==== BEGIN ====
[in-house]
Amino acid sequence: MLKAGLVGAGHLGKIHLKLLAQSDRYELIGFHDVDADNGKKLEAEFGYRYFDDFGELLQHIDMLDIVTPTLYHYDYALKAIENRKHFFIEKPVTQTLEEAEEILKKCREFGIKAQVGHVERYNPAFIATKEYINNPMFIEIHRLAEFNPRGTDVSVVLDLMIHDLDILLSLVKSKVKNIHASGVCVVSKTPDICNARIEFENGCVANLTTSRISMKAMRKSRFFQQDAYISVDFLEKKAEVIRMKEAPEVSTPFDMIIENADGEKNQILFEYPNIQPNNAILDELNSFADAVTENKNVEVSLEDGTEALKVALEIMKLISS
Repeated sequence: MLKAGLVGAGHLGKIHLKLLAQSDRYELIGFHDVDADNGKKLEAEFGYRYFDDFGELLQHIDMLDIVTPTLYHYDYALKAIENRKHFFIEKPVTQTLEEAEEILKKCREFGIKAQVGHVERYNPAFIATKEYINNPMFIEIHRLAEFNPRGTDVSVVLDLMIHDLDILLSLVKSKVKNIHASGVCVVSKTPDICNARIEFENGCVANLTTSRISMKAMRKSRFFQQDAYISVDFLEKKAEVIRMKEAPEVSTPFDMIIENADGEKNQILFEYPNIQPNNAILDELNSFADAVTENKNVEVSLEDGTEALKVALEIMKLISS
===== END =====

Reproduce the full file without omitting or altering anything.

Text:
[in-house]
Amino acid sequence: MLKAGLVGAGHLGKIHLKLLAQSDRYELIGFHDVDADNGKKLEAEFGYRYFDDFGELLQHIDMLDIVTPTLYHYDYALKAIENRKHFFIEKPVTQTLEEAEEILKKCREFGIKAQVGHVERYNPAFIATKEYINNPMFIEIHRLAEFNPRGTDVSVVLDLMIHDLDILLSLVKSKVKNIHASGVCVVSKTPDICNARIEFENGCVANLTTSRISMKAMRKSRFFQQDAYISVDFLEKKAEVIRMKEAPEVSTPFDMIIENADGEKNQILFEYPNIQPNNAILDELNSFADAVTENKNVEVSLEDGTEALKVALEIMKLISS
Repeated sequence: MLKAGLVGAGHLGKIHLKLLAQSDRYELIGFHDVDADNGKKLEAEFGYRYFDDFGELLQHIDMLDIVTPTLYHYDYALKAIENRKHFFIEKPVTQTLEEAEEILKKCREFGIKAQVGHVERYNPAFIATKEYINNPMFIEIHRLAEFNPRGTDVSVVLDLMIHDLDILLSLVKSKVKNIHASGVCVVSKTPDICNARIEFENGCVANLTTSRISMKAMRKSRFFQQDAYISVDFLEKKAEVIRMKEAPEVSTPFDMIIENADGEKNQILFEYPNIQPNNAILDELNSFADAVTENKNVEVSLEDGTEALKVALEIMKLISS